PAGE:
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Madukwe v. Capital One Financial Corp.

United States District Court, D. Maryland, Southern Division

May 10, 2017

NGOZI MADUKWE, Plaintiff,
v.
CAPITAL ONE FINANCIAL CORPORATION, et al., Defendants.

          MEMORANDUM OPINION

          GEORGE J. HAZEL United States District Judge.

         Plaintiff Ngozi Madukwe moves for an extension of time to file an appeal from the Court's dismissal of her claims in the above-referenced case. ECF No. 27. A hearing is unnecessary. Loc. R. 105.6 (D. Md. 2016). For the reasons stated below, the Court will grant Plaintiffs motion.

         I. DISCUSSION

         The timely filing of a notice of appeal is "mandatory and jurisdictional." Hard v. Branch Banking & Trust Co.. No. CV Fl.H-13-1968. 2016 Wl. 4492706. at *2 (D. Md. Aug. 25. 2016) (citing Budimch v. Becton Dickinson & Co., 486 U.S. 196. 203 (1988)). Pursuant to Fed. R. App. P. 4(a)(l)(A). a party must file a notice of appeal as required by Fed. R. App. P. 3 within 30 days after the entry of the District Court's final judgment, unless the District Court extends the appeal period under Fed. R. App. P. 4(a)(5). or reopens the appeal period under Fed. R. App. P. 4(a)(6). Under Fed. R. App. P. 4(a)(5). the District Court may extend the time to file a notice of appeal if a party moves for an "extension of time" at a time "no later than 30 days after the time prescribed by this Rule 4(a) expires." 4(a)(5)(A)(i). and "that party shows excusable neglect Osgood cause." 4(a)(5)(A)(ii).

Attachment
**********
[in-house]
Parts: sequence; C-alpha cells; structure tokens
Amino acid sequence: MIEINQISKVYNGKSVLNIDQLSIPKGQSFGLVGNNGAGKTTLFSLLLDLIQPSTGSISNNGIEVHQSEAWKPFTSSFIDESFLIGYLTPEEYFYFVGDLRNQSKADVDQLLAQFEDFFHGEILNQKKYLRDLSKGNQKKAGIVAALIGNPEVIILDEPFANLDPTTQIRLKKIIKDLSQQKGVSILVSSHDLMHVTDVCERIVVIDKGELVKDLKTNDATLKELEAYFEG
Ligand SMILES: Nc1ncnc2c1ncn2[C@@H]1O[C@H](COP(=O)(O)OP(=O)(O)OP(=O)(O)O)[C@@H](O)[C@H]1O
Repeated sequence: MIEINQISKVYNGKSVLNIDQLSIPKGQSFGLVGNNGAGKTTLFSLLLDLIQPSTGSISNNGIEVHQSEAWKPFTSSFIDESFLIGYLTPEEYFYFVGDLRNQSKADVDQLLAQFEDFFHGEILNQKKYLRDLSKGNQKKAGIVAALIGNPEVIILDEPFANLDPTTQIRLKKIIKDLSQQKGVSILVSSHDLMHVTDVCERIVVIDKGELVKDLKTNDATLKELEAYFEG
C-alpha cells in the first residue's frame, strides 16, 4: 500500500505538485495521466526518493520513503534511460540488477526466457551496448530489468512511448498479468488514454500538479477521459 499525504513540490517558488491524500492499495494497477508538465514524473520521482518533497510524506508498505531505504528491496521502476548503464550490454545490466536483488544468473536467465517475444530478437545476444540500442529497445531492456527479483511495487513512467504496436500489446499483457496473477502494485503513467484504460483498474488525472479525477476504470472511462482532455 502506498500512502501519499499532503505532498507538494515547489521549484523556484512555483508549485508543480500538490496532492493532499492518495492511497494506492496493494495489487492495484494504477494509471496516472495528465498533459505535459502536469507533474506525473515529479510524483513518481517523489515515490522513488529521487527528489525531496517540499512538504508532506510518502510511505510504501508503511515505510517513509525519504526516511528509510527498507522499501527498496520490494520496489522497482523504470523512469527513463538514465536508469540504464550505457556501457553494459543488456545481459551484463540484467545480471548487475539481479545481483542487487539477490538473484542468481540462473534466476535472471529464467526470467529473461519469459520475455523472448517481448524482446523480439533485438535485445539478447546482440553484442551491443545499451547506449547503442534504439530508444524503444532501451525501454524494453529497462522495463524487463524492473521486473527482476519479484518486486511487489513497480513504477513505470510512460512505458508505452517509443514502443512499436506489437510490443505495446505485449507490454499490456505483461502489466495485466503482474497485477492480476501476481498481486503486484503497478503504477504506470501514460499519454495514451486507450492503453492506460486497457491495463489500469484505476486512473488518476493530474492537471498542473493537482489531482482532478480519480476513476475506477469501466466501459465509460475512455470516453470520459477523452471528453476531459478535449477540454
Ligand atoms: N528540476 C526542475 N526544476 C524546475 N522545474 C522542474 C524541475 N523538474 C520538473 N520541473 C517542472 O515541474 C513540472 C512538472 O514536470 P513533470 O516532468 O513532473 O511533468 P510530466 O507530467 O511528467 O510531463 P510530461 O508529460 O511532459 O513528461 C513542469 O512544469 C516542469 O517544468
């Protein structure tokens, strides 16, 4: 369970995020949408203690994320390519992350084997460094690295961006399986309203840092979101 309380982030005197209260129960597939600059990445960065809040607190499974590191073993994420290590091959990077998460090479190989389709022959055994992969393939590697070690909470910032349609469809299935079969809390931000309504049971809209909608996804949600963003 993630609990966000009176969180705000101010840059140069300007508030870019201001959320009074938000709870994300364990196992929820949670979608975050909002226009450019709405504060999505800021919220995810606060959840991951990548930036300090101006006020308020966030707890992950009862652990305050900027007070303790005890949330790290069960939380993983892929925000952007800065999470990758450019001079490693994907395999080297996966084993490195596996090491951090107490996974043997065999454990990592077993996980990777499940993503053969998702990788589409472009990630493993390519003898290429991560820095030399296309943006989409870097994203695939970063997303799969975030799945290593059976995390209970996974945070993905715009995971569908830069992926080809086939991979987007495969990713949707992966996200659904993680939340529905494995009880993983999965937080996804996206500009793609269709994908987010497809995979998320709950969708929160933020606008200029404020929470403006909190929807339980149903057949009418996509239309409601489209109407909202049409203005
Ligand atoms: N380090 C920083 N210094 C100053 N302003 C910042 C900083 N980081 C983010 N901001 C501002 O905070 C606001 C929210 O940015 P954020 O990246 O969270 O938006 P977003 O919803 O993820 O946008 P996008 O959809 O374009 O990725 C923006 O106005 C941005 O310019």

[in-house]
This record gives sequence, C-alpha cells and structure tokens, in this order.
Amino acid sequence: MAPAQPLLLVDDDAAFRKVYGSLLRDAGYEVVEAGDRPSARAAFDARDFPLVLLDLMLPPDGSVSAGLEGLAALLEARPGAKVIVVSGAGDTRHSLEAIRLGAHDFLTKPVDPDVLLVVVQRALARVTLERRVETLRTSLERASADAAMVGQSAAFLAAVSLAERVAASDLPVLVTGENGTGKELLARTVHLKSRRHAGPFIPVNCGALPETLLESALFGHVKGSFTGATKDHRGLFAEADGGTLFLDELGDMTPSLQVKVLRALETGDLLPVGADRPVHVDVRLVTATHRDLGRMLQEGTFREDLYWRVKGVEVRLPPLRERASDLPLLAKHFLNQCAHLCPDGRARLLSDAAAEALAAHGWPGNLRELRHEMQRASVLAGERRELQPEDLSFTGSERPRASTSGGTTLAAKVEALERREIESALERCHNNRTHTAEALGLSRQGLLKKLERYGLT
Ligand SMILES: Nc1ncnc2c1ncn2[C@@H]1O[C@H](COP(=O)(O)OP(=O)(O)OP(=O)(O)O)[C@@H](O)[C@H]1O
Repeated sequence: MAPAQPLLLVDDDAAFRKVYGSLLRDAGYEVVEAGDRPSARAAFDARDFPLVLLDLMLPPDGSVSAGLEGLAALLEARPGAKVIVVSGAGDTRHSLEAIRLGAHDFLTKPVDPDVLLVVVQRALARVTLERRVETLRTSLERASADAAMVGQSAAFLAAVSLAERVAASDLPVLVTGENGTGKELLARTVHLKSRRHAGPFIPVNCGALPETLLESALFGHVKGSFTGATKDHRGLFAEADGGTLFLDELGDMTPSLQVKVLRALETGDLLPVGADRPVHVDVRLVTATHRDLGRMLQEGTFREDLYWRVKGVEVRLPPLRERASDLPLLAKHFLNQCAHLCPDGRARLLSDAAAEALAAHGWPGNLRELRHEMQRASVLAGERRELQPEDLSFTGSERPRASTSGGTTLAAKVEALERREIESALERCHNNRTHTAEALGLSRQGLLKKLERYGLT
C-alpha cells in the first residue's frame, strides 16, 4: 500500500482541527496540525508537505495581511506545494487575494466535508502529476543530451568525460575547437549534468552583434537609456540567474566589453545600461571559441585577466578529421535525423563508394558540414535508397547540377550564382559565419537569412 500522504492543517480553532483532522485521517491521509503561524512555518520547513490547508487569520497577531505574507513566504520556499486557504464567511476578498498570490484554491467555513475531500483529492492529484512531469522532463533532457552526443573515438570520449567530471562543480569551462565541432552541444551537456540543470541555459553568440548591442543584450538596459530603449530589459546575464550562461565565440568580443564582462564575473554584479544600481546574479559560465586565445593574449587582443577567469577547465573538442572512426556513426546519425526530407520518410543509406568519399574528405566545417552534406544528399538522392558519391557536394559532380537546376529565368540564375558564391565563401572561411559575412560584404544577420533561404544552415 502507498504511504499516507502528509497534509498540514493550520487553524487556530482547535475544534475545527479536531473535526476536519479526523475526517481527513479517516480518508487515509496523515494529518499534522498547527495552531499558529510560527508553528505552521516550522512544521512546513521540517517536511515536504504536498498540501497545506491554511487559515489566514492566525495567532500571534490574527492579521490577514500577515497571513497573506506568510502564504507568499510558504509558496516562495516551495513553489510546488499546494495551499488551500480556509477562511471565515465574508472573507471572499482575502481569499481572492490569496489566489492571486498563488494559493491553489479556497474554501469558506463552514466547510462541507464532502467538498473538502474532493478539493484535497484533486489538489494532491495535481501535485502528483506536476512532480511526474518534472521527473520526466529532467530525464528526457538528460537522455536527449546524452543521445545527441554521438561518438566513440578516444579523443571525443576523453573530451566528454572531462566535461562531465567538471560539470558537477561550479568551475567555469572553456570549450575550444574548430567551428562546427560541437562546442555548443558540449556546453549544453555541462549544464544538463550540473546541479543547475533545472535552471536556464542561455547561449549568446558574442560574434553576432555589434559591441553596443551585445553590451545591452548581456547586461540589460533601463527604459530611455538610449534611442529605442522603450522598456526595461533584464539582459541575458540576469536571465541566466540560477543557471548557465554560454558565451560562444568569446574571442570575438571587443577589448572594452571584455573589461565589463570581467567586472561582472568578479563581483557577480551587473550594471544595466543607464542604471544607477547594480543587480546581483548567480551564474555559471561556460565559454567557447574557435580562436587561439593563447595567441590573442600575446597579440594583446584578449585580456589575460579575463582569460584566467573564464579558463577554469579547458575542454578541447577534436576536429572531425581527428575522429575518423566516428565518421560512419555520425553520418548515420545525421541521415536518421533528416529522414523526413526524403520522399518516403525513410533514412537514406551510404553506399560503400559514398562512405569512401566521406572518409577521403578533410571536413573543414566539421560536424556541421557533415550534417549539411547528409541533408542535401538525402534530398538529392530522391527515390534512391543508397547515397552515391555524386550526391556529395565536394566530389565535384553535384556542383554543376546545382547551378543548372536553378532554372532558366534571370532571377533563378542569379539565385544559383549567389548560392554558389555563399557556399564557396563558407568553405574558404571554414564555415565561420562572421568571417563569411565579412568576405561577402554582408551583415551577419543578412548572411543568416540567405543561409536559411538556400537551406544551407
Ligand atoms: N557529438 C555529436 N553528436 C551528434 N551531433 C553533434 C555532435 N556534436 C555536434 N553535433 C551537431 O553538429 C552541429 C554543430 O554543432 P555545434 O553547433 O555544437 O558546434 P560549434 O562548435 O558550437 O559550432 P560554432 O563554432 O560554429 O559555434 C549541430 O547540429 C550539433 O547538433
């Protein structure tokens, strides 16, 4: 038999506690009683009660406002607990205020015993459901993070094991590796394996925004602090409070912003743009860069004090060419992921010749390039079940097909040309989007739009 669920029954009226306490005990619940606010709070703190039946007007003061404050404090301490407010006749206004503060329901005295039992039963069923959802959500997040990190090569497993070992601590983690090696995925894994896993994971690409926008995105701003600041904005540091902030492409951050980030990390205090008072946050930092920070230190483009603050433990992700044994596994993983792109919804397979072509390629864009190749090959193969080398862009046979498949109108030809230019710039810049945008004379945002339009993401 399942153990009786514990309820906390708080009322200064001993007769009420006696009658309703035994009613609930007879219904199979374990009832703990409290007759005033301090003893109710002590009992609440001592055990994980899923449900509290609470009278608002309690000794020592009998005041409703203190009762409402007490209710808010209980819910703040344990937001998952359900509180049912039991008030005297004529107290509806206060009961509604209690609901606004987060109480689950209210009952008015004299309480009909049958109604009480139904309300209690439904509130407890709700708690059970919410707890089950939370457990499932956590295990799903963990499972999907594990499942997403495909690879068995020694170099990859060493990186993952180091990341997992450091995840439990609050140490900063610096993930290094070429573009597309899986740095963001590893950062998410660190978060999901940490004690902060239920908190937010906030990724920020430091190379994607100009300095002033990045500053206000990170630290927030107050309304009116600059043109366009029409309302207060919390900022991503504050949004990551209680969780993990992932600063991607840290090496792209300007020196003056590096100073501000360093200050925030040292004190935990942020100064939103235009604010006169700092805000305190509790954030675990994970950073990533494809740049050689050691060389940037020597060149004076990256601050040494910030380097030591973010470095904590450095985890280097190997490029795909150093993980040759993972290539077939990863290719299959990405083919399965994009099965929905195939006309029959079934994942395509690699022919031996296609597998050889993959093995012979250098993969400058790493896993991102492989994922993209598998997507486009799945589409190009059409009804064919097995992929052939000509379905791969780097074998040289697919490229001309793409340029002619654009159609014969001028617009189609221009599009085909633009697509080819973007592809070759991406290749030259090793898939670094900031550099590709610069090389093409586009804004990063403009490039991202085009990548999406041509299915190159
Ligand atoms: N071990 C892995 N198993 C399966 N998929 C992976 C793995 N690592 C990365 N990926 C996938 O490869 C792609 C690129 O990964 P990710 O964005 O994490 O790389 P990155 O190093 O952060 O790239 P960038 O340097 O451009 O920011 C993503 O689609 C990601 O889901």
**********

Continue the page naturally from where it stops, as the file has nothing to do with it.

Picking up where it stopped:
Here. Plaintiffs time to file a notice of appeal expired on April 24. 2017. Plaintiff then had until May 24. 2017 to move for an extension of time based on excusable neglect or good cause pursuant to Rule 4(a)(5)(A)(ii). Because Plaintiff filed the instant motion on April 25. 2017. the Court finds that her Motion for an Extension of Time was timely filed. ECF No. 27.

         Next, the Court must consider whether or not Plaintiff has offered a showing of excusable neglect or good cause for the delay. As the Advisory Committee's Notes to the Federal Rules of Appellate Procedure reflect, these standards occupy "different domains" and are "not interchangeable." Fed. R. App. P. 4(a)(5)(A)(ii). advisory committee's note to 2002 Amendments (internal citations omitted). The Committee further explained that.

[t]he excusable neglect standard applies in situations in which there is fault; in such situations, the need for an extension is usually occasioned by something within the control of the movant. The good cause standard applies in situations in which there is no fault -- excusable or otherwise. In such situations, the need for an extension is usually occasioned by something that is not within the control of the movant.

Id. To illustrate the difference in the standards, the Committee's notes describe a situation where the postal service failed to deliver a notice of appeal. Id. In that situation, good cause rather than excusable neglect would apply because, "the movant may not have been neglectful at all." Id.